The writer is an economist who serves as the Secretary-General of the United Nations Conference on Trade and Development
The international community is noticing a worrying tendency to view debt in the developing world as sustainable because it can be paid off with donations.
But this is like saying that a poor family will survive because they will always repay their loans. To take this approach is to overlook the missed meals, missed investments in education, and lack of health spending that force room for interest payments. This kind of debt trap is a social disaster. After ten years, the debt may be repaid, but the family will be destroyed.
Many developing countries, both large and small, face this dilemma. The pandemic, the cost-of-living crisis and rising interest rates have pushed them to the point where they can only pay off their debts through austerity measures or abandoning investments in the Sustainable Development Goals (SDGs). Their debts are sustainable in that they can be repaid, but unsustainable in every other way.
Moreover, this full-blown development crisis, with the debt problem at its core, also threatens a new lost decade for much of the world economy.
A repeat of the debt crisis of the 1980s, which in turn could threaten global financial stability, is believed to be unlikely. However, the public debt of developing countries, with the exception of China, in 2021 reached 11.5 billion .
However, the situation is rapidly deteriorating. During the pandemic, the government debt of more than 100 developing countries (excluding China) increased by almost 2 billion. Now central banks are raising interest rates, exacerbating the problem. Rising interest rates have meant capital flight and currency depreciation in developing countries, as well as increasing borrowing costs. These factors have pushed countries like Ghana or Sri Lanka into debt trouble.
in 2021 developing countries paid 400 billion for debt service. Meanwhile, their international reserves fell by more than $600 billion last year.
As a result, foreign debt eats up an ever-increasing slice of the ever-shrinking national resource pie. As inflation increases, natural disasters become more frequent, and food and energy imports become more expensive, countries need more, not less, help with contingency planning.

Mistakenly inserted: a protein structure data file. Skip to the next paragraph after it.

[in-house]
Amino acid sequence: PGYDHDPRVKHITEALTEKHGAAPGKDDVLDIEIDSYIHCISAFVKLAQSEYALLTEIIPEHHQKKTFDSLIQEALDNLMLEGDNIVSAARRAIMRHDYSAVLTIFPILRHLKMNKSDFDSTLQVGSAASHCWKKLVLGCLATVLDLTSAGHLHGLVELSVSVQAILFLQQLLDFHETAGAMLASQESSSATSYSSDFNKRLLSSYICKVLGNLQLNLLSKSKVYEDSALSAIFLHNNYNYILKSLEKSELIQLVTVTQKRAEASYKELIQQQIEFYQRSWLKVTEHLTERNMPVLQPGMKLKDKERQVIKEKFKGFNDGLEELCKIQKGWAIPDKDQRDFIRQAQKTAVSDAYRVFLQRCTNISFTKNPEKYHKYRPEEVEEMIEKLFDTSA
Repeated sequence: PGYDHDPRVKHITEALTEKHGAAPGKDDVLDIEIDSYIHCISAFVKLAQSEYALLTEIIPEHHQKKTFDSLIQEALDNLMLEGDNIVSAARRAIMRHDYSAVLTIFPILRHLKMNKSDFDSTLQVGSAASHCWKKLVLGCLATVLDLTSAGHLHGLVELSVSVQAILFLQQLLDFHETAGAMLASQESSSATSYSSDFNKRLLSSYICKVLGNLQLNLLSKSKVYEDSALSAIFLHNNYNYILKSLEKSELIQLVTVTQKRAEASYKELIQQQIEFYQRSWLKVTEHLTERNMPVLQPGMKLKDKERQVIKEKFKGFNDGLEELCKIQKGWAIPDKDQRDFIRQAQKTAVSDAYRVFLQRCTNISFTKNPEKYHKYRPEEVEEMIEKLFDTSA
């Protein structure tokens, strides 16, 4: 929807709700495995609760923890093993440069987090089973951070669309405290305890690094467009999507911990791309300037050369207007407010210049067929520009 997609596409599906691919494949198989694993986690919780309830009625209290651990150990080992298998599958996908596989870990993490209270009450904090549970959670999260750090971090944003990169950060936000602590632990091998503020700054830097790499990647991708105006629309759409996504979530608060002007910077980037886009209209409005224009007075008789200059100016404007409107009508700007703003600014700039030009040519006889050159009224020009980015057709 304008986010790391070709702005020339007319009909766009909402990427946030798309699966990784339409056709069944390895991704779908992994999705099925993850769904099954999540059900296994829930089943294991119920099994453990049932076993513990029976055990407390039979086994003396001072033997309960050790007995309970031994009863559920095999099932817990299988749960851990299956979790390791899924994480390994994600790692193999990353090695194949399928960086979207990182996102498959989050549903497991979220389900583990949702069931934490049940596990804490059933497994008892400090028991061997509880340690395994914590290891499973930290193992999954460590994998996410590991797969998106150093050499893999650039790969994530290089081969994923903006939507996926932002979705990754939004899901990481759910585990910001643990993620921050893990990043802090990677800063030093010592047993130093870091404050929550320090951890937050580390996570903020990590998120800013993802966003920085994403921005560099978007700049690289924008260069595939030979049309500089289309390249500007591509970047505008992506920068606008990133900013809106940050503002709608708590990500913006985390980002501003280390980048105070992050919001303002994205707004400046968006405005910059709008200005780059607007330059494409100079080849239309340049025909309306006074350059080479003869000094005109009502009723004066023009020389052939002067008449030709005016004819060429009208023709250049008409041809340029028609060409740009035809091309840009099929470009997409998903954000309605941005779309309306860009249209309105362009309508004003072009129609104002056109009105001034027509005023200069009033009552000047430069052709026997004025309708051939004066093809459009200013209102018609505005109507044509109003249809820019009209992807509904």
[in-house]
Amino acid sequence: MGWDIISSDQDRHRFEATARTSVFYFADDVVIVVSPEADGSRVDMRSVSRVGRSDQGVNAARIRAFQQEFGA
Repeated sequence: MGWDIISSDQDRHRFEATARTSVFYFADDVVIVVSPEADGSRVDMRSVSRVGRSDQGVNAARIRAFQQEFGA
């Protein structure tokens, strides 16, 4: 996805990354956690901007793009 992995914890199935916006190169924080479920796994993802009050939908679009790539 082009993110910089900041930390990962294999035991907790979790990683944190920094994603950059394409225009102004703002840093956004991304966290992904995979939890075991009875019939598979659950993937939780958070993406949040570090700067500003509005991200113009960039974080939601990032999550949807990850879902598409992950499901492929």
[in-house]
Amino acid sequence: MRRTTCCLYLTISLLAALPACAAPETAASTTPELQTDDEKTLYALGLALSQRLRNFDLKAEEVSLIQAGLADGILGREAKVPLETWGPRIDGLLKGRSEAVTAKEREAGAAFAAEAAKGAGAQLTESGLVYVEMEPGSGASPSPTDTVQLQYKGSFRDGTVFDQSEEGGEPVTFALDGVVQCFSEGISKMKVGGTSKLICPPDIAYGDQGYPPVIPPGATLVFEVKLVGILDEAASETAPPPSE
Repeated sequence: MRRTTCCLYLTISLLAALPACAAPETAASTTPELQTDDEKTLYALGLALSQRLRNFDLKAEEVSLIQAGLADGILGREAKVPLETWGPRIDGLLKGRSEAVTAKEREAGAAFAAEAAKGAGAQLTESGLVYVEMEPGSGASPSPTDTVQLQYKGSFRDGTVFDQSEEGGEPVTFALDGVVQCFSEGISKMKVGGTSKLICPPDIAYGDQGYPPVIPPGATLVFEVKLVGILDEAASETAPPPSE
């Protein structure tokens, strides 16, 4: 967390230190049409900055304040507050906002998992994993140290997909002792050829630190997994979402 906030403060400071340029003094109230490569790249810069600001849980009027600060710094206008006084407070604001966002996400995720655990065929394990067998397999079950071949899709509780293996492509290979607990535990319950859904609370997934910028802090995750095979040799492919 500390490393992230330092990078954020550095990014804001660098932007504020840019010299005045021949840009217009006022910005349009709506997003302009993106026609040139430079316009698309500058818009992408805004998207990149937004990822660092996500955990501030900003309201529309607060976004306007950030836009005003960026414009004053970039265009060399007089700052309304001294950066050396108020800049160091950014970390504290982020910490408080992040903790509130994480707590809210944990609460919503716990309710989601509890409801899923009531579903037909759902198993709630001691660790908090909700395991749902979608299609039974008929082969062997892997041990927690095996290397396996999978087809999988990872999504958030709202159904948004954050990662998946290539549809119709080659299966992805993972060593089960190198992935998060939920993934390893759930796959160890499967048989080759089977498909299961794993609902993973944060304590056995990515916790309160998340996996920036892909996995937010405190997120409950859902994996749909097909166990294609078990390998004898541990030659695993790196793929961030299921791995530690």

A much bolder approach is needed. Recent efforts by the international community to agree on large-scale emergency debt relief have fizzled. This is despite significant efforts by the G20 to implement the now-defunct debt service freeze initiative and the overall debt treatment framework, which is in need of major improvements, such as suspending payments during negotiations and expanding middle-income countries with debt. suffering
The failure of these efforts revealed the complexity of the existing procedures, which are characterized by creditors who refuse to undertake restructuring, with special powers of sabotage. Crisis solutions are often too little, too late. The world lacks an effective system to deal with debt.
There is an urgent need for an independent public debt institution that would address both the institutional and private interests of creditors and debtors. At a minimum, such a body should provide consistent guidance on how to suspend debt payments in the event of a disaster, ensure that sustainable development goals are factored into debt sustainability assessments, and provide expert advice to governments in need.
In addition, a public debt registry for developing countries would allow both lenders and borrowers to access debt data. This would go a long way in increasing debt transparency, strengthening debt management, reducing the risk of debt problems and improving access to financing. Progress on both fronts could start with an independent review of the G20’s debt agenda: India’s chairmanship could provide a historic opportunity to succeed where others have faltered.
Overcoming the current global debt crisis is not only a moral imperative. With climate and geopolitical disasters on the rise, it is one of the biggest threats to global peace, security and financial stability. Without supporting countries to become sustainable, their debts will never really be repaid.